I challenge you

It is my opinion that Americans complain too much and do too little about their own life in general and about politics specifically. It is understandable why we complain so much, less clear why we do so little. As a nation, we hardly even get out fat butts out of the chair one day every other year to vote. Yet we expect that by some miracle they do something right for a change and solve our problems. Insanity is too kind a word for our syndrome.

So here is my challenge: Take on a discernible, measurable project at some level of the world you live in and follow through on it until you get a result, even if imperfect, or die trying. I did that in the city I live in, a small city of around 36,000 so I have an advantage over those in larger metro areas, I concede. I also suggest that it is still possible for each and every person to make a difference in some corner of the world we live in.

My project is a change in political campaign finance laws in my city to make elections more open, transparent and easier for the average person to be a candidate. I have been speaking out at city council meetings, formed a mail list, write articles for the local online newspaper and formed a common cause with one council member on this issue. This past Monday the Council passed a measure setting up a citizen board to study and recommend changes to the city’s campaign laws.

The result of this study may not be to my liking, but that is less consequential than the fact that the city will now be discussing these issues openly. This is not a personal accomplishment on my part in that I merely gave voice to the growling, complaining and griping that had existed underground all along. But I gave voice not as a complaint but as a request for action. Not only did I provide a suggested solution but I was persistent.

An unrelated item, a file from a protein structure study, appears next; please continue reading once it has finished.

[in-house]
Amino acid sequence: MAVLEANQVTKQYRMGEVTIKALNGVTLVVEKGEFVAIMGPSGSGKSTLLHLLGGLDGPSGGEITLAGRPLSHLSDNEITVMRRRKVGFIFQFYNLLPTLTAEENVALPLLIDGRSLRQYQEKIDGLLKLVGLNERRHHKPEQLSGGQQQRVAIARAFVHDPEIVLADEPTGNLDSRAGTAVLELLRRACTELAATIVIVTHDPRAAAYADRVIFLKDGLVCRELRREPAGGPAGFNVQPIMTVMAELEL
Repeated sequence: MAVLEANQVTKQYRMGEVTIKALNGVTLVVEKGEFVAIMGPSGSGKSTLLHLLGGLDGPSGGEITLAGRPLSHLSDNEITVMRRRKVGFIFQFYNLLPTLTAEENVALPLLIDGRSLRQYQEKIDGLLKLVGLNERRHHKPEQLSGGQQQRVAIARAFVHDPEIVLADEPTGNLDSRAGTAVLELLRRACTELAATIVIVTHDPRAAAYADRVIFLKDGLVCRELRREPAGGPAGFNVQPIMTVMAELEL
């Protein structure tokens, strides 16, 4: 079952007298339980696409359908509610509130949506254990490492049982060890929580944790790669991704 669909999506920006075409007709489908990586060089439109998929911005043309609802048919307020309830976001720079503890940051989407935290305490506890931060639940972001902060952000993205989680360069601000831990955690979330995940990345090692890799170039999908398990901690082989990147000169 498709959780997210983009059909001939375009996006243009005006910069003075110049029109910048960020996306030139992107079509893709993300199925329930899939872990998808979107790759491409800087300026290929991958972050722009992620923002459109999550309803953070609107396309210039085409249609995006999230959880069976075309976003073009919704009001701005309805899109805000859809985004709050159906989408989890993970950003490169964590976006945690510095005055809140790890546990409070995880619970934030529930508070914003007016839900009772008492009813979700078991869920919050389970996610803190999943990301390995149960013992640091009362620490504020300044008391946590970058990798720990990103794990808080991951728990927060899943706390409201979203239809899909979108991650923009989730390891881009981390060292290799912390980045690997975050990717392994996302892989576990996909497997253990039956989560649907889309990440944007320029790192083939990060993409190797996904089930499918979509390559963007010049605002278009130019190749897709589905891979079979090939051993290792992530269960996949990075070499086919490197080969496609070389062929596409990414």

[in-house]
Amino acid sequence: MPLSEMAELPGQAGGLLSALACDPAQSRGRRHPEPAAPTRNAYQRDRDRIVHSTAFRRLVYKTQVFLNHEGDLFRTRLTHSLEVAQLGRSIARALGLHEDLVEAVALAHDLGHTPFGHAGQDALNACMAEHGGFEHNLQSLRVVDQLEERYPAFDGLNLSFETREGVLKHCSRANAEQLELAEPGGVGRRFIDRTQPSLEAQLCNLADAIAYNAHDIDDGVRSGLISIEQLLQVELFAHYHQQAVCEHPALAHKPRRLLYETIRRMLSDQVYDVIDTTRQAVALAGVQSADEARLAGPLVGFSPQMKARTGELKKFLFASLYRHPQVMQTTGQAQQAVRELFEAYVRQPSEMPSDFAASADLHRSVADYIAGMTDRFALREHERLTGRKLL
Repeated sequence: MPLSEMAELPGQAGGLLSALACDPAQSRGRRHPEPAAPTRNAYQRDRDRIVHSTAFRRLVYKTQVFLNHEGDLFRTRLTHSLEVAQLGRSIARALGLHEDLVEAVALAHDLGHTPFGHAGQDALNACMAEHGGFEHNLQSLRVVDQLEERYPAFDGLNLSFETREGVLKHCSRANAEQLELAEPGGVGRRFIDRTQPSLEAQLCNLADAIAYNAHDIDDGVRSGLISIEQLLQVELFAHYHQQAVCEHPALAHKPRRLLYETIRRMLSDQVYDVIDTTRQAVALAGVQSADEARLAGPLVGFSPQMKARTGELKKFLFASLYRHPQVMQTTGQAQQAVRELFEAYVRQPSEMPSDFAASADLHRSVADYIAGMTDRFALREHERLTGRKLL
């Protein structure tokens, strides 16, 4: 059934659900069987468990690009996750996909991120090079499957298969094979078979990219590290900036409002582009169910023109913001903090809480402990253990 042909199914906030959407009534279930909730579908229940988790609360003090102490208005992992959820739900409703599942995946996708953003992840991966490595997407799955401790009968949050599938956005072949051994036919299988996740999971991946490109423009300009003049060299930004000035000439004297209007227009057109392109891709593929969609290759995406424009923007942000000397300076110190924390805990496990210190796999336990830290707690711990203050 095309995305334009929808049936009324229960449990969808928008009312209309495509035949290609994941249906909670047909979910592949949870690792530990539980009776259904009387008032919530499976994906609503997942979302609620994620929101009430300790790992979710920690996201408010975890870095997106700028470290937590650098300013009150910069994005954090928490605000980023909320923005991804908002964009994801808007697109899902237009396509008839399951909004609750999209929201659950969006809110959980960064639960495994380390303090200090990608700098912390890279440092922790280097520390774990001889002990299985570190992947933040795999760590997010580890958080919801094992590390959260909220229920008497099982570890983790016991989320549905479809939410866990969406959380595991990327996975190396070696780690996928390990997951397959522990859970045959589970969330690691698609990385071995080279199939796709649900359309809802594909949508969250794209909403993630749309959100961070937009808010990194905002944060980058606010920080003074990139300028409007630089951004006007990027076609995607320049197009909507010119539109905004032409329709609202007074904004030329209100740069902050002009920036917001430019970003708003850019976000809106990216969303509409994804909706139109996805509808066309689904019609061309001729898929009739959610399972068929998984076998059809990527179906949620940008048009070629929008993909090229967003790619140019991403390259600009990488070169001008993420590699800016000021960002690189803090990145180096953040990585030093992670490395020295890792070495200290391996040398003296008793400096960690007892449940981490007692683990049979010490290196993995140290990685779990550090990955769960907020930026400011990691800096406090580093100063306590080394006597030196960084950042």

I believe those are the two ingredients that are required for anyone to make a difference. Your results may vary, but I am urging you to formulate your own plan and then follow through, follow through, and follow through.

If not you, who? If you aren’t willing to take something on as a personal project, why do you get a pass and expect someone else to do something? If you can see the issue clearly enough to have a complaint then you are needed to help arrive at a solution. You may be one of those Americans who have been complaining over and over expecting a result other than the one you have gotten. Isn’t that either a form of insanity – or just plain laziness?

Of course you may have circumstances that are more daunting, less time, energy, or whatever. Fine, pick a smaller issue. Pick something that you have a passion for, something you care about enough to endure lots of time, people who just don’t get it, family or friends who do not support your efforts, the list goes on. So what? Are you committed to making a difference or to being comfortable, or popular, or whatever stands in the way?

So there is my challenge. I would love to hear your reports about your projects, how they are going and your suggestions for success.


  1. pollchecker

    People are too lazy, too ignorant, too selfish, too preoccupied, TOO ENTITLED to care.

    It is easier to spout slogans like “Support our troops” than to do anything about it.

    Even when someone stands up and does something constructive, people don’t care. It just takes too much energy to care.

    Why do I say this? Because I am the creator of the Iraq Memorial Quilt (www.iraqmemorialquilt.com). I thought the country cared about the vets but the truth is they really don’t. And the lack of support for something done in support of the troops is pititful. In fact I’ve considered burning it. I’ve got $5 that says people who couldn’t be bothered to look at the faces on the quilt would be up in arms.